I assume that what Merkel has in mind is to avoid problems with the German constitutional court.

    @ Eoin

    The EU ultimately wants to be a long term economic “superpower” the way the US is and the way China is becoming.

    I don’t think so.

    What is remarkable about the US, is that people from Michigan and California are so similar; ditto for China where the Han people comprise over 90% of the population.

  25. @Sarah Carey

    Without the European Solidarity Bond – the IMF would presently be attempting to fish us out of the depts of the North Altlantic Ocean. The time for Pragmatic Realism or Realist Pragmatism is NOW (-;

  26. @ Iulia Siedschlag

    “Why was it OK for EU member countries such as Hungary, Latvia and Romania to request assistance from the IMF and it would be wrong for Greece to do it?”

    Well the difference would obviously be simple EU membership vs full on Eurozone membership. The EU is just a common trade area really, while the EZ is something far more complex and intertwined. While you’re right that we are far from being a United States of Europe, the common currency zone, the Stability and Growth Pact, and a single monetary authority/policy takes us quite a long way down that road economically and fiscally, although not politically. An EMF would simply bridge this gap somewhat with an institution bourne from political concerns, being used to provide economic stability at times of crisis. Obviously the danger would be that it could become run in a political manner, but the hope would be that it is structured with the same independence as the ECB is.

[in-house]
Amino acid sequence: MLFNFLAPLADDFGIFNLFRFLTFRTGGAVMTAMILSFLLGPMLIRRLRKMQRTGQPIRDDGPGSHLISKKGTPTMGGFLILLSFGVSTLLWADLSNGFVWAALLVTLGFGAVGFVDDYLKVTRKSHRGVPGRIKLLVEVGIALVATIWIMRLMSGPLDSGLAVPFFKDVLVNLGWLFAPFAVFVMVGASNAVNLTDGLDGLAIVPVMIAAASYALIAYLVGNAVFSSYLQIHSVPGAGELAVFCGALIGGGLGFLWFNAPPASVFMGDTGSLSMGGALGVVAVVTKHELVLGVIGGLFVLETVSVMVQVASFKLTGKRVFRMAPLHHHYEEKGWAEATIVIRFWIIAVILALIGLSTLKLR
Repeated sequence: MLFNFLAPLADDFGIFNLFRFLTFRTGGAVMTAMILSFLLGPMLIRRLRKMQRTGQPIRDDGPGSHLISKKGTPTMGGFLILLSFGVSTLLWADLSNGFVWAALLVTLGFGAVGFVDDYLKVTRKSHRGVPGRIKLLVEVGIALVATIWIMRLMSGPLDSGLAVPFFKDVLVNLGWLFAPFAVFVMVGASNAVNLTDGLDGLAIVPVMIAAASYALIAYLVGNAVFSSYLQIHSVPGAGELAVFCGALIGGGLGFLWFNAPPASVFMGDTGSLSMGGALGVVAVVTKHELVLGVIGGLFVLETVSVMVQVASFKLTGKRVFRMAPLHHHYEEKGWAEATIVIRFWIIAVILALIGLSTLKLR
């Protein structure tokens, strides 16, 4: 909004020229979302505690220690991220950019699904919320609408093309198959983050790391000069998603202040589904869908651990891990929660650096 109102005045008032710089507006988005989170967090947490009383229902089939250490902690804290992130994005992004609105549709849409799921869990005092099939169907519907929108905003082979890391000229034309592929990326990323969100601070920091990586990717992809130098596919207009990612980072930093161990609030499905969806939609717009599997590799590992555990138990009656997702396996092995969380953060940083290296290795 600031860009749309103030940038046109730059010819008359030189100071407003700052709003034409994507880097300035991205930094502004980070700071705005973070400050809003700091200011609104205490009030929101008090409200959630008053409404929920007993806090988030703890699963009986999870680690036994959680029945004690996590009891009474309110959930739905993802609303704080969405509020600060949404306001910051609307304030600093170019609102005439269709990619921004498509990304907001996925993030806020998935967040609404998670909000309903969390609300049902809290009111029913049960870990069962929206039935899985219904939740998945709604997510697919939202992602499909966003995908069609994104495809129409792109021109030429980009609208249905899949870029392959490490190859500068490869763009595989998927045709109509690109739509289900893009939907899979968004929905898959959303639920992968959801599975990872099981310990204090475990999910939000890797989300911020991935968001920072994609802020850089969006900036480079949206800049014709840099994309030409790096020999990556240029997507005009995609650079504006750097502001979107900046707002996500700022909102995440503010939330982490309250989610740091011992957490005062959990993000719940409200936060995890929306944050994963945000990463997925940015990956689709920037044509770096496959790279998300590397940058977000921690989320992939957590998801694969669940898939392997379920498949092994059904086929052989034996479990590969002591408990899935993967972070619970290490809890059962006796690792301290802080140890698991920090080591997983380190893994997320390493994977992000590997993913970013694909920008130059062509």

27. A new treaty will be required if the Maastricht Treaty’s “no bailout clause” (currently contained in Article 125) is considered to be an obstacle to the creation of a European Monetary Fund. There’s no way to get around that rule by “simple amendments” – simple or not, the only way to amend EU treaty rules is by a new treaty. It’s up to the Attorney General’s Office to decide if that treaty needs to be passed by referendum – I can’t see treaty change being politically viable if the answer is likely to be yes. Daniel Gros’ point is that the establishment of a EMF does not conflict with the no bailout clause, and therefore doesn’t require a new treaty. I’m not so sure about that – creating an institution that pools public funds for the purpose of aiding stricken Eurozone countries? Sounds very much like a bailout to me. There is however Article 122 which mentions that emergency aid can be provided if a Member State suffers from “severe difficulties” caused by “exceptional occurrences beyond its control” – whether this applies to a country that can’t manage its public finances properly is up for discussion.

  28. @Michael Hennigan – Article 104 of the Maastricth Treaty states:
    “1. Overdraft facilities or any other type of credit facility with the ECB or with the central banks of the Member States (hereinafter referred to as ‘national central banks’) in favour of Community institutions or bodies, central governments, regional, local or other public authorities, other bodies governed by public law, or public undertakings of Member States shall be prohibited, as shall the purchase directly from them by the ECB or national central banks of debt instruments”. This has also been inserted into the Lisbon Treaty Art. 126.
    I am not a lawyer but I don’t see anything there preventing a new body, EMF, that is not a central bank to be set up for the purposes of a bailout.

    More than the constitutional court Merkel wants to avoid any more friction in her fractious coalition. The FDP won’t take a bailout of Greece.